I popped dried alliums into a quick and easy table centerpiece in our sunroom:
See here I tried to get most of the “fireworks” high enough so you’re not trying to look through them while talking over a meal:
When I saw this crate said “alium” I snapped it right up. You can get a wooden crate like this too, from Mat & Janes Knobs&Knockers on eBay. The glass is from lemonade bottles:
The placemats and chargers are from Target, on a teak table. The sunroom overlooks gardens in our backyard:
The sunroom runs along the back of our house. Sometimes if you’re lucky in the mornings or evenings, you can step out there and find deer frolicking in the backyard. Lately a mother has been bringing her fawn to eat apples that are falling off the apple trees. Unfortunately this room is not temperature-controlled and it’s been a hot summer here in Chicago. We haven’t used the room much this year. I miss it, there’s so much view but it’s also very private:
The sunroom was added at some point onto the exterior of the house. See that big frame back there? I need to cover that wall with something colorful in the frame! I’m thinking abstract poppies, to remind us of our vacation to Tuscany. The allium globes here help break up all the lines in this room:
That’s it, a quick and easy natural centerpiece, perfect for a space that leads out to the garden!
It was glowing in the setting sun in Tuscany. Yellow flowers reaching for the rays:
This was the last image, burned forever in my mind, of the glorious garden. Before we backed out of the gate and swung the doors shut and latched the lock. Thud. Our week there was over.
Will we ever return? I don’t know. But while we pined over wanting breakfast with that view every day, my husband shared wise words from elders. Because no matter how wise and worldly we think we are, we can always learn from others, right? Here’s what they say:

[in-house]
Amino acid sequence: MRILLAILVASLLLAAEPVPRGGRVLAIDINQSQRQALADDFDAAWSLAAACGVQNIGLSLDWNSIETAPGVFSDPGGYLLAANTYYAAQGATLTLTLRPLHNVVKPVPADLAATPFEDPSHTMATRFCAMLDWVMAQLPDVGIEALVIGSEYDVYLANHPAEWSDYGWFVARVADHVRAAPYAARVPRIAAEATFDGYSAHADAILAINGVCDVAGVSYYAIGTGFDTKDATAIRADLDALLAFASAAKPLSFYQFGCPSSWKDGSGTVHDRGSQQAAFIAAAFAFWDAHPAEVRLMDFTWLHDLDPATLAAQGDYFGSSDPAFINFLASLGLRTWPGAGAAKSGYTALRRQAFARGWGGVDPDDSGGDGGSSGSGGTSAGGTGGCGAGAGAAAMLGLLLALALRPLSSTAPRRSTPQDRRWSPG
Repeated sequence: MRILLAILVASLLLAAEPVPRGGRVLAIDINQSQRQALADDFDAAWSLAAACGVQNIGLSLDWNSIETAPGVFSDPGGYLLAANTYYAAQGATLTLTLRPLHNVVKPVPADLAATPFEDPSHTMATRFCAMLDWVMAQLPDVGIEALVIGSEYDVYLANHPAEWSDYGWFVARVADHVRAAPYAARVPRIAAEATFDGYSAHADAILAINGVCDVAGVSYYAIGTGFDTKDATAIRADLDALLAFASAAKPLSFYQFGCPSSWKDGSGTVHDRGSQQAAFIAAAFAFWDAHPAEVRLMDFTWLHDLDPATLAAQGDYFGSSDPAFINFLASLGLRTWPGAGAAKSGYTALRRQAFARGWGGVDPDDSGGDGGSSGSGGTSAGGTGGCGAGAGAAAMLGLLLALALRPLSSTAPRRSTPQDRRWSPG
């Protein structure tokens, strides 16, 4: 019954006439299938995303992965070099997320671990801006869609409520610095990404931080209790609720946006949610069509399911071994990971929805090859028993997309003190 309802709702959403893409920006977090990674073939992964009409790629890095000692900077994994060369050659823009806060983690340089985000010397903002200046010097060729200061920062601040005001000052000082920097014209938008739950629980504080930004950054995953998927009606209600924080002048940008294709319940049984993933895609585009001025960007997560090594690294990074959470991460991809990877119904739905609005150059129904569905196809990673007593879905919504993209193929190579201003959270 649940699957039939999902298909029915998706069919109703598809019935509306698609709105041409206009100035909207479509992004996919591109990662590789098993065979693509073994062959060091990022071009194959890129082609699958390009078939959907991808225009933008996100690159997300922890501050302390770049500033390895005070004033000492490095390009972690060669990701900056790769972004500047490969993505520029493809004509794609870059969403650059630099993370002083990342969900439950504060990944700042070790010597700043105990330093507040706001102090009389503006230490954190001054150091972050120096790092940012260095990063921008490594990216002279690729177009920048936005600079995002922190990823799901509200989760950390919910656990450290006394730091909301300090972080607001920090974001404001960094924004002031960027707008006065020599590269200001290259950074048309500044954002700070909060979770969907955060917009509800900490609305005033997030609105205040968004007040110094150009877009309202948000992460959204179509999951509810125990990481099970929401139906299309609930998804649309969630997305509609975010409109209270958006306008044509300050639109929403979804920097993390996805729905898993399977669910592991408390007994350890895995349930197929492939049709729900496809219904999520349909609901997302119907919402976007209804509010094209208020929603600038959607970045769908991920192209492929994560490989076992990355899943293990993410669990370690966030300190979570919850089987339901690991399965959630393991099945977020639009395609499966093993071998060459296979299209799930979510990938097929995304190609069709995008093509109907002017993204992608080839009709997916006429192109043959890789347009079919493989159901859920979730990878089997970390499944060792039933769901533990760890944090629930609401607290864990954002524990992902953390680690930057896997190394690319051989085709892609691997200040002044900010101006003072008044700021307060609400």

You do have it, because it’s yours for now.
How logical. I decided to make it mine. I’d bring a garden back to Chicago. Thus, the visions of gardens outside our sunroom were sown there at that wooden table. It all started with that glowing Tuscan plant. The vision embraced plants slightly odd for gardens in our suburban Chicago neighborhood: euphorbia, sedum, ornamental oregano, mosses, sedges, oats. Quinoa, even. Colors of caramel, golden yellow and burning orange, set off with purples and burgundies. Nearly black leaves next to tea color leaves. I like the garden when it’s dead too … the brown spikes and fluffs and tufts in the fall and winter. And pods. Yes I’m one oddball gardener.
This weekend I found a plant very similar to the glowing Tuscan memory. It’s different, but it’s close enough:
This is an Angelina Stonecrop.
Does anyone happen to know what that plant is in the first photo above? It looks like a sedum, but I don’t know the variety. Let me know in comments, please! After four years I can close my eyes and see this plant as if it’s right here:
Don’t we all like to hold on to favorite images from our travels …